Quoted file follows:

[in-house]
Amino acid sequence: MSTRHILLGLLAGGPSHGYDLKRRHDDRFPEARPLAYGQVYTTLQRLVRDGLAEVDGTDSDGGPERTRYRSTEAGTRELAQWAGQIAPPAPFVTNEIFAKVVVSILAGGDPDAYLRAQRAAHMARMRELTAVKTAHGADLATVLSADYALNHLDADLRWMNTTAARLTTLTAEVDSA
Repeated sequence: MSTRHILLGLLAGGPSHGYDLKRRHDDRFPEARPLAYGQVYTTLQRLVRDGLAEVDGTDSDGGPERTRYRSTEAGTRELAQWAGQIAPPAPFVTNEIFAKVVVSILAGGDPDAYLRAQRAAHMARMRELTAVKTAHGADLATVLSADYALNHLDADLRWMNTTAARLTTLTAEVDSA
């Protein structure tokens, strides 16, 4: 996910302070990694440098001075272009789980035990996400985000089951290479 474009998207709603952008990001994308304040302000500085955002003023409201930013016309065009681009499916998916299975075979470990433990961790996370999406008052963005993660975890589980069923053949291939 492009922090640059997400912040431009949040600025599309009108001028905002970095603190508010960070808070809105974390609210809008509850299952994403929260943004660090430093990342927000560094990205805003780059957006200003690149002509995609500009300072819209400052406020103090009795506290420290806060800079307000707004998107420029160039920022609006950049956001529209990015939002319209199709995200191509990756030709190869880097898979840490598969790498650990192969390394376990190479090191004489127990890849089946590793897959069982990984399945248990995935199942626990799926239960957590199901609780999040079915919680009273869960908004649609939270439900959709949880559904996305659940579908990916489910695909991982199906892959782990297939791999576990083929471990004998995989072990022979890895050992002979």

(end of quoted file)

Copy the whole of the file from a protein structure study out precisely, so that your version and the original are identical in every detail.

[in-house]
Amino acid sequence: MSTRHILLGLLAGGPSHGYDLKRRHDDRFPEARPLAYGQVYTTLQRLVRDGLAEVDGTDSDGGPERTRYRSTEAGTRELAQWAGQIAPPAPFVTNEIFAKVVVSILAGGDPDAYLRAQRAAHMARMRELTAVKTAHGADLATVLSADYALNHLDADLRWMNTTAARLTTLTAEVDSA
Repeated sequence: MSTRHILLGLLAGGPSHGYDLKRRHDDRFPEARPLAYGQVYTTLQRLVRDGLAEVDGTDSDGGPERTRYRSTEAGTRELAQWAGQIAPPAPFVTNEIFAKVVVSILAGGDPDAYLRAQRAAHMARMRELTAVKTAHGADLATVLSADYALNHLDADLRWMNTTAARLTTLTAEVDSA
């Protein structure tokens, strides 16, 4: 996910302070990694440098001075272009789980035990996400985000089951290479 474009998207709603952008990001994308304040302000500085955002003023409201930013016309065009681009499916998916299975075979470990433990961790996370999406008052963005993660975890589980069923053949291939 492009922090640059997400912040431009949040600025599309009108001028905002970095603190508010960070808070809105974390609210809008509850299952994403929260943004660090430093990342927000560094990205805003780059957006200003690149002509995609500009300072819209400052406020103090009795506290420290806060800079307000707004998107420029160039920022609006950049956001529209990015939002319209199709995200191509990756030709190869880097898979840490598969790498650990192969390394376990190479090191004489127990890849089946590793897959069982990984399945248990995935199942626990799926239960957590199901609780999040079915919680009273869960908004649609939270439900959709949880559904996305659940579908990916489910695909991982199906892959782990297939791999576990083929471990004998995989072990022979890895050992002979």